Back in Australia’s Bicentennial, Aboriginal Australian Burnum Burnum famously planted the Aboriginal flag at Dover and claimed England in the name of his people. It was a superb piece of satire, provoking reflection on the basic issue of, by what right did one people claim the land of another? But the satire also provoked reflections that a great many Aboriginal activists today, not to say most of the “progressive” left, would find distinctly uncomfortable.

After all, colonialism is touted as the One Big Idea that supposedly explains everything about the world today. Everything, from imaginary “white privilege”, to the notable problems of many formerly colonised peoples, is blamed on colonialism and “stolen land”.

But there’s a problem with that narrative: there’s scarcely a square inch of land, outside of Antarctica, that hasn’t been stolen, often bloodily, from someone else. There are hardly a people alive who haven’t been conquered by someone else at some time — and a few peoples no longer living, such as the Moriori, who were conquered by the very people so loudly condemning colonialism today.

Which begs the question: if being colonised and oppressed is what condemns people to eternal “disadvantage”, why are so many recently colonised and oppressed people actually doing so well?

Especially we white folks?

After all, at the same time that Burnum Burnum’s ancestors were being dispossessed of their lands, so were many of my ancestors. Often as brutally as were the Aborigines: Ireland has only recently (and largely thanks to immigration) reached the population levels preceding the near-genocide of the Clearances and the Famine.

But, even before that, some of my ancestral peoples were subjected to a genocide equal in brutality to anything perpetrated in the New World.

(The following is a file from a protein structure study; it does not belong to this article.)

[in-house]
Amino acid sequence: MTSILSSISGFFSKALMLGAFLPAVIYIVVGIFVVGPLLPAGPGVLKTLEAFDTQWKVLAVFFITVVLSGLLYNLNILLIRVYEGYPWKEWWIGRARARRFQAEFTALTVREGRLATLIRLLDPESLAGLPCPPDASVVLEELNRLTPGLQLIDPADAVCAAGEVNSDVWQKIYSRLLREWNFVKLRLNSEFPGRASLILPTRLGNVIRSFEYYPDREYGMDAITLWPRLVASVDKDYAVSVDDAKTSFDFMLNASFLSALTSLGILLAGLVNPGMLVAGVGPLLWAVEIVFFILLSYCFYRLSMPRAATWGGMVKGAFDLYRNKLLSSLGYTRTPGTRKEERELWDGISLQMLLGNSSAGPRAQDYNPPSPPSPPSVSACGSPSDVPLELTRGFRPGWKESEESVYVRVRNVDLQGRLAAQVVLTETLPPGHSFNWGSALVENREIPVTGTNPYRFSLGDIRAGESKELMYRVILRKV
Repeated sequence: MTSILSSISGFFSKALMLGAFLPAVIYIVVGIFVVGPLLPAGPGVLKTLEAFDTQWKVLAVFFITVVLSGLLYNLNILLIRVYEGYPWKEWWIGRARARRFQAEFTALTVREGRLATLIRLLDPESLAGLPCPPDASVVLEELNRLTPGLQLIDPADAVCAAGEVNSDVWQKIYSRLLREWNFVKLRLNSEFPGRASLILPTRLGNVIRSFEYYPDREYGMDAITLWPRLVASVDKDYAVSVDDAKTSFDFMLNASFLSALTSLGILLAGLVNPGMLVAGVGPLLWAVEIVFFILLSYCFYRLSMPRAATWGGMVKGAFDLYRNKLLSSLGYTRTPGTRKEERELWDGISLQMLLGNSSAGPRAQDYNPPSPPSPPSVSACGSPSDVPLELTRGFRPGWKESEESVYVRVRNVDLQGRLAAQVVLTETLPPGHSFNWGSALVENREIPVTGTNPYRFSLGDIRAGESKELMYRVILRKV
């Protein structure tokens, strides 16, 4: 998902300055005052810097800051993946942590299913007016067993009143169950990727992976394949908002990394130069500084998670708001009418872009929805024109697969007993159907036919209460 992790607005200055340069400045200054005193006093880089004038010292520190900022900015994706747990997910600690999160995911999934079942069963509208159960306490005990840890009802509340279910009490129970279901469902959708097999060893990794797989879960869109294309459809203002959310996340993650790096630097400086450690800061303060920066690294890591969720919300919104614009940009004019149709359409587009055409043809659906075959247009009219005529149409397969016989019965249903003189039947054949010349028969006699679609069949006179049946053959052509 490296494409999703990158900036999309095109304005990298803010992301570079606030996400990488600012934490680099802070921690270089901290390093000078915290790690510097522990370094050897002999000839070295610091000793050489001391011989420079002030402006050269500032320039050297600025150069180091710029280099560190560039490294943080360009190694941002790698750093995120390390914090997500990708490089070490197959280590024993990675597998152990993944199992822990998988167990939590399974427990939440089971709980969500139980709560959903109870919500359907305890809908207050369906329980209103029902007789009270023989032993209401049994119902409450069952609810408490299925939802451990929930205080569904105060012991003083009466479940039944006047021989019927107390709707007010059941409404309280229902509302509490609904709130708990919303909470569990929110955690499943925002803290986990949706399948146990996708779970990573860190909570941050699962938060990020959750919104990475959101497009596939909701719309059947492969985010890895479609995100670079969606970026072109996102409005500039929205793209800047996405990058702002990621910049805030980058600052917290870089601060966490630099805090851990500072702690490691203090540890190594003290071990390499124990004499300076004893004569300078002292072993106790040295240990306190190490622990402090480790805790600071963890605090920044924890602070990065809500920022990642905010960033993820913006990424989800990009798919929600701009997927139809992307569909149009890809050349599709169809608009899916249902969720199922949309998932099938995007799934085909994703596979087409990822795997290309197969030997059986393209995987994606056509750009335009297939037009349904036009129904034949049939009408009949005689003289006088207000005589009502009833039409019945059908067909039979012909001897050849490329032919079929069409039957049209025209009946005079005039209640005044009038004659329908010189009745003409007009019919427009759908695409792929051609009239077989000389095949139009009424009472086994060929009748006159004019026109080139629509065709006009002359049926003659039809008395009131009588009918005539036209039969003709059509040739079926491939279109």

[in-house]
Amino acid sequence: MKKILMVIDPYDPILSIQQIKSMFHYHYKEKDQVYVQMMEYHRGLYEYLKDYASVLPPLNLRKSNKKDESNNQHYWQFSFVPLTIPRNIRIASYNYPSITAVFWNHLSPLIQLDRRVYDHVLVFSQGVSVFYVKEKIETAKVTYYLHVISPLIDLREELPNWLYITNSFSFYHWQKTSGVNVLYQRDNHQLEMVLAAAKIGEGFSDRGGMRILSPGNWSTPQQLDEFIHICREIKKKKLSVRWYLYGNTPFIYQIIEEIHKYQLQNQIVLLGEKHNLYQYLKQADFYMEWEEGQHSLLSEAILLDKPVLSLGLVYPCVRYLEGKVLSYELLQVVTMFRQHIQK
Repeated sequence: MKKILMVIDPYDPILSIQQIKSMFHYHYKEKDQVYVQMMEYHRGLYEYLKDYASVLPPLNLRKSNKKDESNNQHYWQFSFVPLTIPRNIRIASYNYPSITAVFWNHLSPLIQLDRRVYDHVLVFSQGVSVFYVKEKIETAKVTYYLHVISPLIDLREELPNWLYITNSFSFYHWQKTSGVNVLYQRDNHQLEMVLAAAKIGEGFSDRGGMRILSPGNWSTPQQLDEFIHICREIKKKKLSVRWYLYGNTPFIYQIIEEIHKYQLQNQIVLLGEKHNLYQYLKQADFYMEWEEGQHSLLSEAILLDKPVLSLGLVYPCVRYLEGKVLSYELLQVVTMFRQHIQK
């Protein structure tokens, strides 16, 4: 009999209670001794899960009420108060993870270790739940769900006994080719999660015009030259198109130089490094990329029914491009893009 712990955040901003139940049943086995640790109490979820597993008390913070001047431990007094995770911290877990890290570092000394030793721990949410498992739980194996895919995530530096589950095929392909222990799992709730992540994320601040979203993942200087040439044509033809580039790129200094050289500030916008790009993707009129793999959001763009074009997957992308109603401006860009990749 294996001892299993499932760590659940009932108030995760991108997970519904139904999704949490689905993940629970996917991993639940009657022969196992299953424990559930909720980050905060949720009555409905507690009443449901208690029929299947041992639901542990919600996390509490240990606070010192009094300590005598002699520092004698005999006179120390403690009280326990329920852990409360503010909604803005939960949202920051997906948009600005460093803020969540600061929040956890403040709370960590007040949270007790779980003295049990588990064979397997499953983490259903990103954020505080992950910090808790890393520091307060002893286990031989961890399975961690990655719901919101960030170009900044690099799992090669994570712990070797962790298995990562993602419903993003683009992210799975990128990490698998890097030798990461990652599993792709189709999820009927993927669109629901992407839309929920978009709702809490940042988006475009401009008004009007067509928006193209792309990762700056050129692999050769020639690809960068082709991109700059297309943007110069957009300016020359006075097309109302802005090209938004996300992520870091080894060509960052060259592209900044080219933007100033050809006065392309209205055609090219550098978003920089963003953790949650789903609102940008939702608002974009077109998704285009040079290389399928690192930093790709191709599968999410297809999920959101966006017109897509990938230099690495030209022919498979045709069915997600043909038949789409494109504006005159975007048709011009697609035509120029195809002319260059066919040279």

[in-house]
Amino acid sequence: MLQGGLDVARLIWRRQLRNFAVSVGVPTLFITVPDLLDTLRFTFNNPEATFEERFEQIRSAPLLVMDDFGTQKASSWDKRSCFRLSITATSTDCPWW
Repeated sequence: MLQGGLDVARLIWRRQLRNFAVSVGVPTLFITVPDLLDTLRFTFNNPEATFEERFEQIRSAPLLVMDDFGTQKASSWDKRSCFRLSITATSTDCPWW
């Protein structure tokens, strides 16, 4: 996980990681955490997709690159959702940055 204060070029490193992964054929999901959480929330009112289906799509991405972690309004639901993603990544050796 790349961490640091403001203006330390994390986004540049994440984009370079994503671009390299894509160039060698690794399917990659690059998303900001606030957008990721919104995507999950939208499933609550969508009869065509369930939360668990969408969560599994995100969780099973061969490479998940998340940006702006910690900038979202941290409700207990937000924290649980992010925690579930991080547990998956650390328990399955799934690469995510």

The “Harrying of the North” was a campaign by the Norman conquerors of Britain in the winter of 1069-70. William the Conqueror’s knights laid waste to Yorkshire and surrounding shires: what had once been the ancient kingdom of Northumbria, long a hotbed of resistance to the expansionist kings of the south. While the southern regions of England were quickly subjugated by the Normans, the tenacious Northumbrians remained a direct threat to William’s rule.

After a series of William’s puppet-rulers, native English earls appointed by the Normans, were assassinated, he sent an army to conquer the region by force — only for them to be ambushed and slaughtered at Durham. By the end of 1069, the Normans were surrounded by enemies, the Northumbrians in the foremost.

After crushing the Welsh and buying off the Danes, William concentrated his full might on the North.

This time, instead of a single army, William divided his army into raiding-parties, who were sent out on a scorched-earth mission. Entire villages were razed and their inhabitants killed, livestock slaughtered and stores of food destroyed. The survivors were left with so little to scavenge that they were reduced to eating horses, dogs, cats, and, eventually, human flesh.

The toll of slaughter remains disputed: a chronicler of the following century claimed as many as 100,000 deaths. Numbers in the tens of thousands (at a time when England’s population was around 1-2 million) are almost certain. A decade later, Domesday recorded one-third of the available land in Yorkshire as “waste”.

There can be no question that the Harrying was a genocide. William pursued two objects: flushing out and eliminating the Northumbrian rebels foremost, but also erasing the inhabitants and their resources so comprehensively that no future insurgents would have even the means to support themselves.

It might be objected that all that is ancient history. But, when Australia has a history of human habitation as long as 60,000 years, the Harrying might as well have been yesterday. As noted earlier, others of my ancestors were brutalised and dispossessed at exactly the same time as the Aborigines and Maori.

So, who do I see about reparations? Can I claim co-governance of Britain or Ireland?

Or does all this only work one-way?

“Hic Domus Incenditur” – Here a home is burned: a scene from the Bayeux Tapestry depicting the Harrowing of the North. The BFD.

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Who Do I See about Reparations?
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Lushington D. Brady

Punk rock philosopher. Liberalist contrarian. Grumpy old bastard. I grew up in a generational-Labor-voting family. I kept the faith long after the political left had abandoned it. In the last decade...